In the time of information overload, it is very easy for people to look up their symptoms about any health issue on the internet and self diagnose them. But the problem starts when they fall prey to misinformation and rumors.
October is a breast cancer awareness month. Breast cancer is one of the better-known cancers that have been subject to various awareness campaigns. But still there are many myths and misconceptions about breast cancer which need to be addressed.
According to Dr. Usha Raina, Gynaecologist at Gurgaon, “Most of the time, women get scared when they feel any kind of lump or malignant in their breasts, and come to a conclusion that it can be cancerous. Through, self-examination is very essential, but you should go for an ultrasound if you feel anything uncommon. In such cases, it’s good to have a slight suspicion.”
“I have seen my patients getting sacred after seeing any kind of discharge, especially after delivery, which is common but still one has to be very careful about it. Only those who have experienced breast cancer closely can understand the problem”, she said.
Many tend to fall into the trap of myths and rumors, and might not truly realize the underlying reasons and risks of the disease.
Here are some common myths about breast cancer:
Myth: Keeping a Cellphone in the bra can cause breast cancer
Fact: Dr. Raina said, “Many studies are going on, however, so far, there is no evidence or proof found in any connection between carrying a cell phone in bras with breast cancer. Though people worry that radiant from cell phones can cause cancer but there has been no such record that supports this claim.”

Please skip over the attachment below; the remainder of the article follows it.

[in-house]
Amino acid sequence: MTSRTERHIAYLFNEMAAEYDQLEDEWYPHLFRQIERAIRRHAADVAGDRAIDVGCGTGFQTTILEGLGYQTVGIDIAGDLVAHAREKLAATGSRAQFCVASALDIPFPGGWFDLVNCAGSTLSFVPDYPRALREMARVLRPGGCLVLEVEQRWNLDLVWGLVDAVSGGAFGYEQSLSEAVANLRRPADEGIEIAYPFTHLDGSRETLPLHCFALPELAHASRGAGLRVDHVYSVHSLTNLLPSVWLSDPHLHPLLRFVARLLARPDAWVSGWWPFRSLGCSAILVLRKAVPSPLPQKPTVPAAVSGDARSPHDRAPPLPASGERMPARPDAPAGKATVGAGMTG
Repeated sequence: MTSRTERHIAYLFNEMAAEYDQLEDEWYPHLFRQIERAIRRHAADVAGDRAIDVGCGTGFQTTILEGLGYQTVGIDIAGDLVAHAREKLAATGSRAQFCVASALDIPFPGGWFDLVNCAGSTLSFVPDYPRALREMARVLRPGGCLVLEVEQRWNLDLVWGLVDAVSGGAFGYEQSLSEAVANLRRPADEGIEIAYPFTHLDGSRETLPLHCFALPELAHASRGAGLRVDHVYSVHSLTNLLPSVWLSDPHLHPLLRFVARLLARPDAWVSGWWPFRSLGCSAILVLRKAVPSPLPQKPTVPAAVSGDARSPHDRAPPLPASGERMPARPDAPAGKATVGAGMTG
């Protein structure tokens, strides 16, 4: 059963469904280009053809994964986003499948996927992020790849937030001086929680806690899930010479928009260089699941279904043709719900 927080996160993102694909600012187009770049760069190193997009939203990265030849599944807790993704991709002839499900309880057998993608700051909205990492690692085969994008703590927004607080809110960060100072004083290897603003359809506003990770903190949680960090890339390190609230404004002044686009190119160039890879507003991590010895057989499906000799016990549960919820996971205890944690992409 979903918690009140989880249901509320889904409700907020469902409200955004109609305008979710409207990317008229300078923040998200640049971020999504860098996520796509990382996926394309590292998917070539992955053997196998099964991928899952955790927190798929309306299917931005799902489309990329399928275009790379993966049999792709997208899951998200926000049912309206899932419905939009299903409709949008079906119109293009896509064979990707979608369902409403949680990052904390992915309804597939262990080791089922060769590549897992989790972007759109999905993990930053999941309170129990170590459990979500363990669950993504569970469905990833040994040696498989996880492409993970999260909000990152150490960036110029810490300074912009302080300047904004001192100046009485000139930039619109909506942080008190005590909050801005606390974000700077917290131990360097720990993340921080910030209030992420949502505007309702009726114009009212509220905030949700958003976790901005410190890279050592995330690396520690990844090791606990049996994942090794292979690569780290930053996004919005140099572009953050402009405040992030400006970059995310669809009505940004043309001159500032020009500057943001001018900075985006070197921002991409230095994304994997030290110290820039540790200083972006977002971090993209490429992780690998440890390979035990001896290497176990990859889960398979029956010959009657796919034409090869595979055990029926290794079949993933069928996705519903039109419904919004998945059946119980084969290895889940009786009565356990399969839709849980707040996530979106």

“Although there is no evidence regarding this but I always suggest my patients to not keep mobile phones in their bra as it is not a place to keep mobile phones, for safety reasons,” she further said.
Myth: Men can’t get breast cancer
Fact: Though rare, but even men can develop breast cancer underneath the nipple and areola.
This is considered to be a myth around male breast cancer as this arises from an improper understanding of human biology. We all have breast cells and tissues. Even if they do not develop milk-producing parts, breast cells and tissues can develop cancer.
According to reports, one in 1000 men will ever be diagnosed with breast cancer, and it is usually detected as a lump underneath the nipple and areola.
Myth: Wearing a bra can cause breast cancer
Fact: Dr. Usha said, there is no evidence that bras cause breast cancer but yes tight bras can indeed be a cause. We should avoid wearing very tight or unfitting bra, especially after delivery. Bras are only to give support to the breasts and should not be too much tight and uncomfortable.”
There are rumors and misinformation on the internet about a particular variety of bra. These rumors suggest that underwire bras can cause breast cancer. However, there is no scientific proof to support this claim.
In a study of 2014, conducted on the 1,500 women, no link was found between bra-wearing and breast cancer.
Myth: Only older women get breast cancer.
Fact: Dr. Raina said, “This is a myth that only older women can develop breast cancer. Younger women can also develop breast cancer. It is true that breast cancer is rare in ages below 40, and only makes up a small portion of the total number of cases, but at the same time, it is also the most common cancer for women between the age group of 20-40.”
Even though in rare cases, breast cancer in younger women is as cataclysmic as for women under 40, and it is often diagnosed in its later stages when it tends to be more aggressive. Due to this, the survival rate for the age group is low.
Myth: Family history of breast cancer can cause breast cancer
Fact: “There is one type of breast cancer that happens to be in the genes, and if you have a family history of that type of breast cancer then you need to get tested,” said Dr. Raina.
But even a family history of some types of cancers does not mean that you are going to get cancer.
If your family has a history of breast cancer, it doesn’t mean that you will get it too. However, it is important to be aware of the causes and risks, and therefore, you should undergo tests regularly.
Also, reports show, most women with breast cancer don’t have a family history of the disease. Only about 13% of women with breast cancer have a close relative with breast cancer.